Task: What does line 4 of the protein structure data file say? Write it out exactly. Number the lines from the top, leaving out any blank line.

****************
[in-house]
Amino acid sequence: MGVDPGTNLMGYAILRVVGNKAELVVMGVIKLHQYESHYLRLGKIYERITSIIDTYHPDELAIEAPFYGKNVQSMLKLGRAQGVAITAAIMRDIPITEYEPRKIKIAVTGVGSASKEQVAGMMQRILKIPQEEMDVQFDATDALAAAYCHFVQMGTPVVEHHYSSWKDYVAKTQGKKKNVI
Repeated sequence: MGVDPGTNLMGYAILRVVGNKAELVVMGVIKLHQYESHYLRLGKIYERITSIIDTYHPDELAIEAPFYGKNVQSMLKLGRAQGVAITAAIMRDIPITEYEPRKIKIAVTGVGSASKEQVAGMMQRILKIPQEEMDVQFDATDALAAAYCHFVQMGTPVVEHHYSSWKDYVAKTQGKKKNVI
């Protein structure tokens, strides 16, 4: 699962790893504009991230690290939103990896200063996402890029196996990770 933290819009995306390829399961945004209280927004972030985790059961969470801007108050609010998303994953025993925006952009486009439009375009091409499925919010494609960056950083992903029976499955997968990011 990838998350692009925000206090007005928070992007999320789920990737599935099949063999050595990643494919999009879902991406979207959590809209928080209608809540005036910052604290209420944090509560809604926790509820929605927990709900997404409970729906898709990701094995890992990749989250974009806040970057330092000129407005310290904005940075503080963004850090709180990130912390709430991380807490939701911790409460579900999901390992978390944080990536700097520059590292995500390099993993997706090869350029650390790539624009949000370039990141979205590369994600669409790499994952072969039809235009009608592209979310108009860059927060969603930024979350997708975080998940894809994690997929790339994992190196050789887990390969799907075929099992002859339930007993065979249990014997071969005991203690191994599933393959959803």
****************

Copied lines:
């Protein structure tokens, strides 16, 4: 699962790893504009991230690290939103990896200063996402890029196996990770 933290819009995306390829399961945004209280927004972030985790059961969470801007108050609010998303994953025993925006952009486009439009375009091409499925919010494609960056950083992903029976499955997968990011 990838998350692009925000206090007005928070992007999320789920990737599935099949063999050595990643494919999009879902991406979207959590809209928080209608809540005036910052604290209420944090509560809604926790509820929605927990709900997404409970729906898709990701094995890992990749989250974009806040970057330092000129407005310290904005940075503080963004850090709180990130912390709430991380807490939701911790409460579900999901390992978390944080990536700097520059590292995500390099993993997706090869350029650390790539624009949000370039990141979205590369994600669409790499994952072969039809235009009608592209979310108009860059927060969603930024979350997708975080998940894809994690997929790339994992190196050789887990390969799907075929099992002859339930007993065979249990014997071969005991203690191994599933393959959803």